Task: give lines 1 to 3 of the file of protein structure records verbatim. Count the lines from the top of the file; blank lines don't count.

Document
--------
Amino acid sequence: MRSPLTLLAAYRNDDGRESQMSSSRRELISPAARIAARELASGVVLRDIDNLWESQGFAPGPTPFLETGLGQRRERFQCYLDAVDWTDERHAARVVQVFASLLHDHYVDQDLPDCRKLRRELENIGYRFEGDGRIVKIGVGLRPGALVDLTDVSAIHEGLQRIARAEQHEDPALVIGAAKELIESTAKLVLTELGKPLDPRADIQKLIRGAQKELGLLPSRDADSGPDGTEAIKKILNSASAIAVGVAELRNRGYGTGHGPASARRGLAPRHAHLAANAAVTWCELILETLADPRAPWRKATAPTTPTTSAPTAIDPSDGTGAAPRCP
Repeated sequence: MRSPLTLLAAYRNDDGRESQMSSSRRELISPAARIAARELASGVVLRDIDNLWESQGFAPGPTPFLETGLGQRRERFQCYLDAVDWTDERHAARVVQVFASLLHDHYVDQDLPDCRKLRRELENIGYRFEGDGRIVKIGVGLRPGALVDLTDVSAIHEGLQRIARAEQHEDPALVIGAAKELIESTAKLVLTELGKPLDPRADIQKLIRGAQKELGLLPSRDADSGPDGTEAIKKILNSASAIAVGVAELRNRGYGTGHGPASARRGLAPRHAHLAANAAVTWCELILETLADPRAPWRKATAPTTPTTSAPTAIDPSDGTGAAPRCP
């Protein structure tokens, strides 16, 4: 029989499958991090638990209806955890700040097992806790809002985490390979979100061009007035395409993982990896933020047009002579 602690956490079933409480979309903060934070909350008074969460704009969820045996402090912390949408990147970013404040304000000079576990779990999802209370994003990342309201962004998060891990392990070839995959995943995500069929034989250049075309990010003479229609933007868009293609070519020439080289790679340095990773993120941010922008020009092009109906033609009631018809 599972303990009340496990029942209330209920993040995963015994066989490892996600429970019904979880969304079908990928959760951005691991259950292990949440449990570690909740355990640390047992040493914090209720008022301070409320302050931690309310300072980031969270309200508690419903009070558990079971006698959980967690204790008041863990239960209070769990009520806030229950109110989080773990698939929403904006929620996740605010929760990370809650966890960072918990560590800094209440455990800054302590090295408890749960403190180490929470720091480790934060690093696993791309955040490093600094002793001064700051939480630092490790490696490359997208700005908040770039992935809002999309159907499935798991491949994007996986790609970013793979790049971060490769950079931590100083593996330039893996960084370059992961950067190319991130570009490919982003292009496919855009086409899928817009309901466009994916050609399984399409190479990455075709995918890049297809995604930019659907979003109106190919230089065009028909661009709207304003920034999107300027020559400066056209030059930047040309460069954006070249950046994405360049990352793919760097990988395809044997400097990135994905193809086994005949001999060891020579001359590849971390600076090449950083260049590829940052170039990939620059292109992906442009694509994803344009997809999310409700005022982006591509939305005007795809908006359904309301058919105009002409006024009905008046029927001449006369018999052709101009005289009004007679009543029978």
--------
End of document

Amino acid sequence: MRSPLTLLAAYRNDDGRESQMSSSRRELISPAARIAARELASGVVLRDIDNLWESQGFAPGPTPFLETGLGQRRERFQCYLDAVDWTDERHAARVVQVFASLLHDHYVDQDLPDCRKLRRELENIGYRFEGDGRIVKIGVGLRPGALVDLTDVSAIHEGLQRIARAEQHEDPALVIGAAKELIESTAKLVLTELGKPLDPRADIQKLIRGAQKELGLLPSRDADSGPDGTEAIKKILNSASAIAVGVAELRNRGYGTGHGPASARRGLAPRHAHLAANAAVTWCELILETLADPRAPWRKATAPTTPTTSAPTAIDPSDGTGAAPRCP
Repeated sequence: MRSPLTLLAAYRNDDGRESQMSSSRRELISPAARIAARELASGVVLRDIDNLWESQGFAPGPTPFLETGLGQRRERFQCYLDAVDWTDERHAARVVQVFASLLHDHYVDQDLPDCRKLRRELENIGYRFEGDGRIVKIGVGLRPGALVDLTDVSAIHEGLQRIARAEQHEDPALVIGAAKELIESTAKLVLTELGKPLDPRADIQKLIRGAQKELGLLPSRDADSGPDGTEAIKKILNSASAIAVGVAELRNRGYGTGHGPASARRGLAPRHAHLAANAAVTWCELILETLADPRAPWRKATAPTTPTTSAPTAIDPSDGTGAAPRCP
């Protein structure tokens, strides 16, 4: 029989499958991090638990209806955890700040097992806790809002985490390979979100061009007035395409993982990896933020047009002579 602690956490079933409480979309903060934070909350008074969460704009969820045996402090912390949408990147970013404040304000000079576990779990999802209370994003990342309201962004998060891990392990070839995959995943995500069929034989250049075309990010003479229609933007868009293609070519020439080289790679340095990773993120941010922008020009092009109906033609009631018809 599972303990009340496990029942209330209920993040995963015994066989490892996600429970019904979880969304079908990928959760951005691991259950292990949440449990570690909740355990640390047992040493914090209720008022301070409320302050931690309310300072980031969270309200508690419903009070558990079971006698959980967690204790008041863990239960209070769990009520806030229950109110989080773990698939929403904006929620996740605010929760990370809650966890960072918990560590800094209440455990800054302590090295408890749960403190180490929470720091480790934060690093696993791309955040490093600094002793001064700051939480630092490790490696490359997208700005908040770039992935809002999309159907499935798991491949994007996986790609970013793979790049971060490769950079931590100083593996330039893996960084370059992961950067190319991130570009490919982003292009496919855009086409899928817009309901466009994916050609399984399409190479990455075709995918890049297809995604930019659907979003109106190919230089065009028909661009709207304003920034999107300027020559400066056209030059930047040309460069954006070249950046994405360049990352793919760097990988395809044997400097990135994905193809086994005949001999060891020579001359590849971390600076090449950083260049590829940052170039990939620059292109992906442009694509994803344009997809999310409700005022982006591509939305005007795809908006359904309301058919105009002409006024009905008046029927001449006369018999052709101009005289009004007679009543029978």